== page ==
And whilst the babbling echo mocks the hounds,

Replying shrilly to the well-tuned horns,

As if a double hunt were heard at once,

Let us sit down and mark their yellowing noise;

And after conflict such as was supposed

The wand’ring prince and Dido once enjoyed

When with a happy storm they were surprised

And curtained with a counsel-keeping cave,

We may, each wreathed in the other’s arms,

Our pastimes done, possess a golden slumber,

Whiles hounds and horns and sweet melodious birds

Be unto us as is a nurse’s song

Of lullaby to bring her babe asleep. 2.3.10-29

Discussion Questions In Order


To what extent is vengeance justified? In today’s society? In the text? (Ex. characters are taking today’s “death penalty” into their own hands… is this murder justifiable? Or, what would be considered a reasonable measure of payback, or crime to fit this punishment?)

  1. Murder of Tamora’s first son 1.1.96-156

  2. Tamora’s instruction for her sons to avenge her 2.3.114-115

  3. Murder of Chiron and Demetrius 5.2.155-161


What do you make of the beginning of the play before Lavinia is abducted by her brothers and Bassianus? How does it present Rome, and how does this differ from how Rome is presented later in the play?

  1. “Noble patricians, patrons of my right, defend the justice of my cause with arms; and, countrymen, my loving followers…” (1.1.1-3)

  2. “Romans, friends, followers, favorers of my right” (1.1.9)

  3. “And Romans, fight for freedom in your choice” (1.1.17)

  4. “Know that the people of Rome, for whom we stand…” (1.1.20)

  5. Andronicus described as “Patron of virtue” (1.1.65) minutes before sentencing man to ritual sacrifice over the pleas of his mother


  • “Was never Scythia half so barbarous” (1.1.131)

  • “Thou art a Roman; be not barbarous” (1.1.379)

  • “That Rome is but a wilderness of tigers? Tigers must prey, and Rome affords no orey but me and mine. How happy art thou then from these devourers to be banished!” (3.1.54-57)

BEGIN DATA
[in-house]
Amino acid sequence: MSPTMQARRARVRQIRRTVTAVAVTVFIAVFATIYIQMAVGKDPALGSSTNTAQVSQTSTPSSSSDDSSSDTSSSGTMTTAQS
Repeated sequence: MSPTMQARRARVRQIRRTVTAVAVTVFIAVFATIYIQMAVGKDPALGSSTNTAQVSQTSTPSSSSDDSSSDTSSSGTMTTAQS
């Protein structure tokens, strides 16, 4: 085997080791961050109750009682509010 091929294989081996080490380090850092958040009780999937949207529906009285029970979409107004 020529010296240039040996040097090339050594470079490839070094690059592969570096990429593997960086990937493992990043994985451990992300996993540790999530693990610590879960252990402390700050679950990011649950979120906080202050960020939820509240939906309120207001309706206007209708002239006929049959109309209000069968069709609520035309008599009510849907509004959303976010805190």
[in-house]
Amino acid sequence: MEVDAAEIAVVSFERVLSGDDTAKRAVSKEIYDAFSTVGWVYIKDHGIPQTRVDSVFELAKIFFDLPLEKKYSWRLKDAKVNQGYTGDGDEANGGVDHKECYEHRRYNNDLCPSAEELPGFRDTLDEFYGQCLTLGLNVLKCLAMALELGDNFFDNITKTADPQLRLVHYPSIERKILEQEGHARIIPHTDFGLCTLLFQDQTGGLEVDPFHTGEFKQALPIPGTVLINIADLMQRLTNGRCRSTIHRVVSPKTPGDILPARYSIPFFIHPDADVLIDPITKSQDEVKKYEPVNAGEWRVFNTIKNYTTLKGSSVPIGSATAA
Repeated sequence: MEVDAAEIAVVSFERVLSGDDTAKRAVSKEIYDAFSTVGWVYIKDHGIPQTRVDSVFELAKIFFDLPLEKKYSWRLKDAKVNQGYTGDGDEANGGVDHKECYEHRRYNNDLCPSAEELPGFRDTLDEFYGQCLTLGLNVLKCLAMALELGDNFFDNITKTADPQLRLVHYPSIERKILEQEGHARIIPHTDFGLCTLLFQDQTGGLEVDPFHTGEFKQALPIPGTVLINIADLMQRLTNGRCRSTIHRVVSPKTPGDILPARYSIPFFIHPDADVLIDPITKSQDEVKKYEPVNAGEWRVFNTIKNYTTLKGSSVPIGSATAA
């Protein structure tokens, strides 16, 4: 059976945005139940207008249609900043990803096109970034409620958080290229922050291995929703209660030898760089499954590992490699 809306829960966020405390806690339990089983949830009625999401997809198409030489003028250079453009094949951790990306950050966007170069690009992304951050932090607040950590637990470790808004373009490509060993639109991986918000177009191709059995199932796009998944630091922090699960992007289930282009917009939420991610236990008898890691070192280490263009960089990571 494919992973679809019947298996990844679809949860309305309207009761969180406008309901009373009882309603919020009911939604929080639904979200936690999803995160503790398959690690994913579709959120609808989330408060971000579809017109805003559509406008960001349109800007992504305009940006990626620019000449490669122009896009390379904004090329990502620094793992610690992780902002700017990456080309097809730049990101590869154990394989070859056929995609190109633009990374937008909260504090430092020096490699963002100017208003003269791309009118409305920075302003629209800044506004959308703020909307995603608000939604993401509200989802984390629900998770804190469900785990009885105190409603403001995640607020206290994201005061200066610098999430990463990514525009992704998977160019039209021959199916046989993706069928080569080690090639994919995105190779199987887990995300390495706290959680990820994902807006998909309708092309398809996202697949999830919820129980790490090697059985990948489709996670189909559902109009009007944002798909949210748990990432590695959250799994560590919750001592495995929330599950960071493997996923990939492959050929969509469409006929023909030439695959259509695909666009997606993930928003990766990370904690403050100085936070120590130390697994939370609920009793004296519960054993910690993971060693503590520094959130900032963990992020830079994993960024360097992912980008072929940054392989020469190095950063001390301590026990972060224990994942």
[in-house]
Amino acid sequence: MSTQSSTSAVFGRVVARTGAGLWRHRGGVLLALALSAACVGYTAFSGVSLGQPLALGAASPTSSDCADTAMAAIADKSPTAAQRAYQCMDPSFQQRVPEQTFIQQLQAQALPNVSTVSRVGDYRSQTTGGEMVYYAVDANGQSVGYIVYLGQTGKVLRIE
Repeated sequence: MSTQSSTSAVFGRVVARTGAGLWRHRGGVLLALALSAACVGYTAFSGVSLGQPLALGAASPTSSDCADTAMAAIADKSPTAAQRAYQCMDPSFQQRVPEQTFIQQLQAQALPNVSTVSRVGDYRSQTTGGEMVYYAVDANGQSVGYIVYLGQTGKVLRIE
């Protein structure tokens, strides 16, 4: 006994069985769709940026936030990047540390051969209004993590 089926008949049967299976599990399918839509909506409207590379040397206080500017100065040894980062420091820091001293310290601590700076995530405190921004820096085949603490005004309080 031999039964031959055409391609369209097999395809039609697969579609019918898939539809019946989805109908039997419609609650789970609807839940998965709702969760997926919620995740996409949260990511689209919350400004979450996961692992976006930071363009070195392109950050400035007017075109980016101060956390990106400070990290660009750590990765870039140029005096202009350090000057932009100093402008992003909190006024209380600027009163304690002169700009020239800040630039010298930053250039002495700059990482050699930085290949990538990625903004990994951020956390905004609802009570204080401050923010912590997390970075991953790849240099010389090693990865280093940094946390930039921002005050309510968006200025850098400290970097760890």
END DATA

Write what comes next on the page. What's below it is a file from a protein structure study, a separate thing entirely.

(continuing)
• ‘Tis well, Lavinia, that thou hast no hands, for hands to do Rome service is but vain” (3.1.79-80)


In this play we see the continual theme of heriosm linked with intelligence. There’s a lot  of classical references, notably in Act 4 Scene Two when Young Lucius brings the weaponry marked with script: “Integer vitae, scelerisque purus, Non eget Mauri jaculis, nec arcu.”

  1. Why is it significant that Aaron can understand the meaning of this and not the brothers?

  2. How does this scene develop Aaron’s character? His intentions in the play?


This text includes a plethora of violent, gory, and abusive encounters. How do you envision viewers of the time reacting to such treatment?


Consider the dichotomy of representation of female characters in the play - Tamora and Lavinia are the only 2 female characters. Compare and contrast them - their roles in their respective families, their characters and their roles in the play.

  1. My personal belief is that this is an example of the classic virgin-whore dichotomy which is apparent in a lot of old literature - that an important female character is represented as either a virgin or a whore - if she is a virgin, she is good and pure, and if she is a “whore,” she is corrupt and evil. Does this stem from the fact that they are a virgin and “whore” respectively, or does the good and evil come first?

  2. Is Tamora the matriarch of her family, the equivalent of Titus in the Andronicus family? Is she the mastermind of all of her plans, or is it Aaron the Moor?

  3. See the passage in which they speak directly to each other (2.3.136-191)


The most unsettling part of this play (for me) was in Act 2, Scene 3, the conversation between Lavinia and Tamora  

  1. Examine line 136, Tavinia - “O Tamora! Thou bearest a woman’s face--”

    1. Is Tamora acting like a woman in this scene? Is that identity part of her in any entirety of the play? -- Interesting to me also since on stage Tamora wouldn’t be a woman at all.


In Act 4, Scene 3, Line 51-52: Titus - “We will solicit heaven and move the gods, to send down Justice for to wreak our wrongs”